COMMENTS: Watts Under Water

On the flood watch, NBC's Ron Allen showed us New Jersey suburbanites clean up from last weekend's nor'easter; ABC's Barbara Pinto and NBC's Kevin Tibbles watched North Dakotans sandbagging along the banks of the Red River as it swells from snowmelt. Then George Lewis demonstrated the most unlikely flood plain of all for NBC's Fleecing of America. FEMA geographers designated a neighborhood of South Central Los Angeles to be flood prone, making homeowners liable for an extra $200 in monthly insurance premiums. Why the new map? Lewis noted that FEMA's flood fund found itself $17bn in debt in the aftermath of Hurricane Katrina. "Is the agency trying to balance the books by soaking the public?" he wondered.

Lewis gave a tip of the hat to KCET, the PBS affiliate in Los Angeles, for persuading FEMA to admit that its map was faulty. The flood zone was redrawn and the levee levy was rescinded.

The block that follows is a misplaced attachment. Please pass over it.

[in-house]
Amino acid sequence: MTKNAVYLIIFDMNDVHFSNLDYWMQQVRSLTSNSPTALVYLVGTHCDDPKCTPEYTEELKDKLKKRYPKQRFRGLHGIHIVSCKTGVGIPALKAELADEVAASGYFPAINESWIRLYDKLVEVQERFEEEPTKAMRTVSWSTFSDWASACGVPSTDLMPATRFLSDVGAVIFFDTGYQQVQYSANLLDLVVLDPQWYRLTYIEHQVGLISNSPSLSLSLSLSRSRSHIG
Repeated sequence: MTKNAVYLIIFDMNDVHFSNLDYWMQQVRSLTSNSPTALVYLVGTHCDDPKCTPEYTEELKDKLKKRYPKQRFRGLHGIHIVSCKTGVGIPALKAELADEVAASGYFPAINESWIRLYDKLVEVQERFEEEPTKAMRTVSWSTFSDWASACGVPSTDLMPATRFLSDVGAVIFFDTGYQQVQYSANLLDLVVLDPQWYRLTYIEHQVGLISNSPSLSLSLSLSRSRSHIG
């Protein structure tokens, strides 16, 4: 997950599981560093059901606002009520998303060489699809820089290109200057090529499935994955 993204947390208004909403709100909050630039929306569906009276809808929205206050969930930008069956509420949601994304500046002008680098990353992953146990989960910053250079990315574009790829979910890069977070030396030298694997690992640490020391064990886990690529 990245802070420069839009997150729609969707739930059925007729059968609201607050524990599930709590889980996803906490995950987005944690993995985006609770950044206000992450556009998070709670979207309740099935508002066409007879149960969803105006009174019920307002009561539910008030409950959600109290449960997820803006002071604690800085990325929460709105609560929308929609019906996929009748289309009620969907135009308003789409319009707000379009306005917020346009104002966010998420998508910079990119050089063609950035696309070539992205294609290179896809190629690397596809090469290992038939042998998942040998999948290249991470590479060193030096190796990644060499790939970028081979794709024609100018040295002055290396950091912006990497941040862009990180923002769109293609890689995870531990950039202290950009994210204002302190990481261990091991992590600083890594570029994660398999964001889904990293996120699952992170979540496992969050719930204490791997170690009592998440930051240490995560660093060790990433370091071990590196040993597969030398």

Click on the URL for the full extent of this story. If you head toward the end of the FreshInk story, you'll get to the 4/15/10 update. The woman mentioned in the update is a single black woman who made a subsistence income working for the large Christian non-profit world-wide child poverty provider Compassion International. She went bankrupt and the bank foreclosed on her small house. FEMA maps were so wrong that on 3/3/10 FEMA admitted that they "never became effective". Bottom line: a major $15,000,000 flood abatement project physically lowered the flood zone in 2004, but her mortgage company made up maps "based on" FEMA maps that showed a higher flood elevation. And they got away with it. So far.

The far-reaching effects of this issue will be felt by the American public for decades. Predatory mortgage companies are sucking citizens dry because of FEMA mistakes and policies.

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